The government will soon put in place an agriculture insurance scheme to cover inputs used by farmers and not just the loans availed of by them, finance minister Arun Jaitley said on Sunday. “Hopefully, in the near future, a viable and vibrant insurance scheme will be in place for farmers,” Jaitley said at a seminar organised by Nabard. Existing crop insurance schemes only cover farmers’ loans.
Reserve Bank of India (RBI) deputy governor HR Khan told reporters on the sidelines of the event the central bank had sent its comments to the government on the new insurance scheme.”We have a modified national insurance scheme and now we are going for a weather-based insurance cover and income insurance for farmers which has become a major issue,” he said.
Citing several challenges in agriculture, Jaitley said the government would continue to make investments in the sector.
Expressing hope that a better-than-expected monsoon would keep a lid on inflation, the finance minister said there were several indicators to show there is a recovery in growth and that India could achieve a growth rate of 8-10%.”It appears that the rain gods may be kinder this year to us than they were last year,” the FM said. He added that according to the minister of agriculture, productivity of pulses was going to be higher on the back of the better-than-expected rainfall. “I hope their estimates turn out to be true,” he said.
The finance minister also said that rising tax revenues and improving macroeconomic fundamentals indicate that the economy could achieve a higher growth trajectory. However, achieving the 8-10% rate would hinge on the implementation of the goods and services tax and the government’s “smart cities”, he said. The GST Bill has been passed in the Lok Sabha and is being currently scrutinised by a select committee of the Rajya Sabha, the upper House of Parliament. The ruling BJP does not enjoy a majority in the Rajya Sabha. The government aims to roll out the GST from April 1, 2016.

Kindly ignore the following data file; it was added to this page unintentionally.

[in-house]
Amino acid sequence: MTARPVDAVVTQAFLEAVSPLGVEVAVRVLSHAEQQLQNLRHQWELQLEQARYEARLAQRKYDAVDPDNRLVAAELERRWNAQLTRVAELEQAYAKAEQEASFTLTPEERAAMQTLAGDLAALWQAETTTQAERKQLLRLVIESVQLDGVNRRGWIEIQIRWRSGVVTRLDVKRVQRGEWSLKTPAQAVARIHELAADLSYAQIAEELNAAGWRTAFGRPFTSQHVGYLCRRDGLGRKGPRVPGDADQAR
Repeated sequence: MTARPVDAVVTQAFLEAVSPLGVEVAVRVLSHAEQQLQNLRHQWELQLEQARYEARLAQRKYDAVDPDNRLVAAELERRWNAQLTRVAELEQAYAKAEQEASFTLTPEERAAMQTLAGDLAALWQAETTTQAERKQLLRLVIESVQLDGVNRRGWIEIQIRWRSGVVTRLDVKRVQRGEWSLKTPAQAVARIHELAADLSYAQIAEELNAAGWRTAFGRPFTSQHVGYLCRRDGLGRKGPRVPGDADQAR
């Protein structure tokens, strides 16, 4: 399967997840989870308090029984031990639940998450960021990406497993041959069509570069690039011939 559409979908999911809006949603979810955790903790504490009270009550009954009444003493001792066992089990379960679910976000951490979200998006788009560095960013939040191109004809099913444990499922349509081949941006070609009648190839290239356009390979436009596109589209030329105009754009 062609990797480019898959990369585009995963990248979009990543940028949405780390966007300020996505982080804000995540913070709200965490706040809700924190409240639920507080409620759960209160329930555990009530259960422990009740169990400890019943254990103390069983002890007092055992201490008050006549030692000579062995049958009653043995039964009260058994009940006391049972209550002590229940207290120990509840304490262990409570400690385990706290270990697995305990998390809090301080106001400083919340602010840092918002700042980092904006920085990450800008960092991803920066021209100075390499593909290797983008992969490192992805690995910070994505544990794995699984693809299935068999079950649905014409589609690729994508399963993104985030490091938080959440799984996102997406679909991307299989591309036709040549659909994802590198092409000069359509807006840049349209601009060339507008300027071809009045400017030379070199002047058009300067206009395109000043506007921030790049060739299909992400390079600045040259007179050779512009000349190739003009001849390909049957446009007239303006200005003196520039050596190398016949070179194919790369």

Finance minister further said that “we have a lesson to learn from Greece, and the big message is countries must learn to spend within their means”. He asserted that India is well tracked on a road map, where our own fiscal deficit, current account deficit and level of inflation are under control.. “With revenue situation being more comfortable, and the reform process gaining momentum, India’s aspiration to cross 8% growth and aim at 8-10% growth is eminently achievable” he added.
The minister said “the choice that we are making between higher growth or redistribution of resources is actually a false choice. We need higher growth on one hand and targeted schemes and policies are needed to ensure that the benefits of growth reach those who have been left out”.
Jaitley, however, said the agriculture sector presents its own set of challenges. He said, while a double-digit growth in the services sector, 7% growth in manufacturing is conceivable, we have been unable to ensure even a 4% growth consistently in the field of agriculture. With productivity levels reasonably low and 85% farmers being small and marginal, the agriculture sector is afflicted by higher input costs, low level of irrigation, high indebtedness, absence of an effective insurance mechanism and adverse impacts of climate change, he said. He, however, noted that despite these challenges, Indian farmers have been able to attain self sufficiency in foodgrains.
Concerns that an inadequate monsoon would result in food prices flaring up, thereby upsetting RBI’s inflation targets had heightened when the Indian Meteorology Department’s early monsoon forecasts predicted a below-normal rainfall. However, the adequate rainfall and its distribution across the country has allayed such fears off late.
According to the IMD, rainfall has been only 4% below normal so far in the monsoon season. The government will release consumer price index (CPI) inflation for June on Monday and this would be the last retail inflation data before RBI’s third bi-monthly monetary policy statement on August 4. Retail inflation hit a three-month high of 5.01% in May.